Like it or not, knowing how to make use of online tools without being overloaded with too much information is an essential ingredient to personal success in the twenty-first century. But how can we use digital media so that they make us empowered participants rather than passive receivers, grounded, well-rounded people rather than multitasking basket cases? In Net Smart, cyberculture expert Howard Rheingold shows us how to use social media intelligently, humanely, and, above all, mindfully.
Mindful use of digital media means thinking about what we are doing, cultivating an ongoing inner inquiry into how we want to spend our time. Rheingold outlines five fundamental digital literacies, online skills that will help us do this: attention, participation, collaboration, critical consumption of information (or "crap detection"), and network smarts. He explains how attention works, and how we can use our attention to focus on the tiny relevant portion of the incoming tsunami of information. He describes the quality of participation that empowers the best of the bloggers, netizens, tweeters, and other online community participants; he examines how successful online collaborative enterprises contribute new knowledge to the world in new ways; and he teaches us a lesson on networks and network building.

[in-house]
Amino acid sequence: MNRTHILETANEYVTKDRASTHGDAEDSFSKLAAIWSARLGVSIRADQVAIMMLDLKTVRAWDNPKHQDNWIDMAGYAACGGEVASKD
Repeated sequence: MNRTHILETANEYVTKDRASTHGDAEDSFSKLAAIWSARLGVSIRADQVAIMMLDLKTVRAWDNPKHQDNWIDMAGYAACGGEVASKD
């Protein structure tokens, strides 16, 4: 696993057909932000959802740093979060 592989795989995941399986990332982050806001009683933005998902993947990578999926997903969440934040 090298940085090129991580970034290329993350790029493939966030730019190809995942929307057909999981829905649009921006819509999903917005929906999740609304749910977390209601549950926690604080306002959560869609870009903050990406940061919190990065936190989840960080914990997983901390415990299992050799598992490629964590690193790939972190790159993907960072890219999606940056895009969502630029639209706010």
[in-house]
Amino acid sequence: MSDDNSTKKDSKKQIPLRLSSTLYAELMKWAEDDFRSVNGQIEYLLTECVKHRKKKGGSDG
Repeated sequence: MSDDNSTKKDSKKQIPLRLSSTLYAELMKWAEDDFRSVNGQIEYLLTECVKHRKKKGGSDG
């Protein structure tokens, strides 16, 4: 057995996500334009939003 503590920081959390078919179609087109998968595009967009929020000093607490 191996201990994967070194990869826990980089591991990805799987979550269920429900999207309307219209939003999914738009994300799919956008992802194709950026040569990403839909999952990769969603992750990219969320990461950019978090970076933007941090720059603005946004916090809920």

Rheingold points out that there is a bigger social issue at work in digital literacy, one that goes beyond personal empowerment. If we combine our individual efforts wisely, it could produce a more thoughtful society: countless small acts like publishing a Web page or sharing a link could add up to a public good that enriches everybody.
About the Author
Howard Rheingold, an influential writer and thinker on social media, is the author of Tools for Thought: The History and Future of Mind-Expanding Technology, The Virtual Community: Homesteading on the Electronic Frontier (both published by the MIT Press), and Smart Mobs: The Next Social Revolution.
Table of Contents
—Daniel H. Pink, author of Drive and A Whole New Mind
—John Seely Brown, Former Chief Scientist of Xerox Corp and Director of Xerox Palo Alto Research Center; co-author of A New Culture of Learning
—Chris Anderson, Curator of TED (Technology, Entertainment, Design)
—Joichi Ito, Director, MIT Media Lab